Google explains what “crawl budget” means for webmasters

Barry Schwartz on
  • Categories: Channel: SEO, Google: Search Console, Google: SEO, SEO: Crawling and Robots
  • Gary Illyes from Google has written a blog post titled What Crawl Budget Means for Googlebot. In it, he explains what crawl budget is, how crawl rate limits work, what crawl demand is and what factors impact a site’s crawl budget.

    First, Gary explained that for most sites, crawl budget is not something to worry about. For really large sites, it becomes something  to consider looking at.

    “Prioritizing what to crawl, when, and how much resource the server hosting the site can allocate to crawling is more important for bigger sites, or those that auto-generate pages based on URL parameters,” Gary said.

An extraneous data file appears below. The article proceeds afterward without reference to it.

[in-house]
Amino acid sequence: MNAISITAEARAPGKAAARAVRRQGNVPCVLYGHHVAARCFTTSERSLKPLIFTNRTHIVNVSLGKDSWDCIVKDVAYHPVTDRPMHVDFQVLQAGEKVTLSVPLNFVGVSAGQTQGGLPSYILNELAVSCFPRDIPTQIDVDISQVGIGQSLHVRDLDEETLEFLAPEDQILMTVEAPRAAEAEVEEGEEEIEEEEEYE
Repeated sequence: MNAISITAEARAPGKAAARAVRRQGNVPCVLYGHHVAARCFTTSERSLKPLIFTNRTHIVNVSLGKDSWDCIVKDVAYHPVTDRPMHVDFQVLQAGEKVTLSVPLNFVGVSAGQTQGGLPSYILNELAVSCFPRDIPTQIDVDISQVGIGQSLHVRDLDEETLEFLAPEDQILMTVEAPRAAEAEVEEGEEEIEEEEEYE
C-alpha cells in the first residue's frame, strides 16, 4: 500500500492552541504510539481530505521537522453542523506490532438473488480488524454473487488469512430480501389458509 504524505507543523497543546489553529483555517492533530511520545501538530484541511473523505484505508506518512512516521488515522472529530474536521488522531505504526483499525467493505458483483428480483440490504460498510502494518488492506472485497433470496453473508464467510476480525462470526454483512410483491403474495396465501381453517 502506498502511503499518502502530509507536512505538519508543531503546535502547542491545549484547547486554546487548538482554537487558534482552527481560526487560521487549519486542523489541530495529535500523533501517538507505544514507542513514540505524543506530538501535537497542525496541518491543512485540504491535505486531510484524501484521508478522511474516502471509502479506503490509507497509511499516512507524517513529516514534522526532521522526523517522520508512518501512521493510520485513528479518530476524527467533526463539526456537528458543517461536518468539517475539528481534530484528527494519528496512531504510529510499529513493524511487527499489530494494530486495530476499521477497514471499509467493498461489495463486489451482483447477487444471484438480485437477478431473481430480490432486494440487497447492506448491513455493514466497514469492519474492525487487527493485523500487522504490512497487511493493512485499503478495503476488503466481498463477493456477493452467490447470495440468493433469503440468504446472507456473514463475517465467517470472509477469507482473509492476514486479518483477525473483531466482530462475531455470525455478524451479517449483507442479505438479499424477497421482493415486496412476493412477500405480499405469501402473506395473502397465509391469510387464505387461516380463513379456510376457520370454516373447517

Here is a short summary of what was published, but I recommend reading the full post.

    • Crawl rate limit is designed to help Google not crawl your pages too much and too fast where it hurts your server.
    • Crawl demand is how much Google wants to crawl your pages. This is based on how popular your pages are and how stale the content is in the Google index.
    • Crawl budget is “taking crawl rate and crawl demand together.” Google defines crawl budget as “the number of URLs Googlebot can and wants to crawl.”

    The blog post goes on to explain what factors impact crawl budget and then provides some FAQs on the topic.


    About The Author

    Barry Schwartz
    Barry Schwartz is Search Engine Land's News Editor and owns RustyBrick, a NY based web consulting firm. He also runs Search Engine Roundtable, a popular search blog on SEM topics.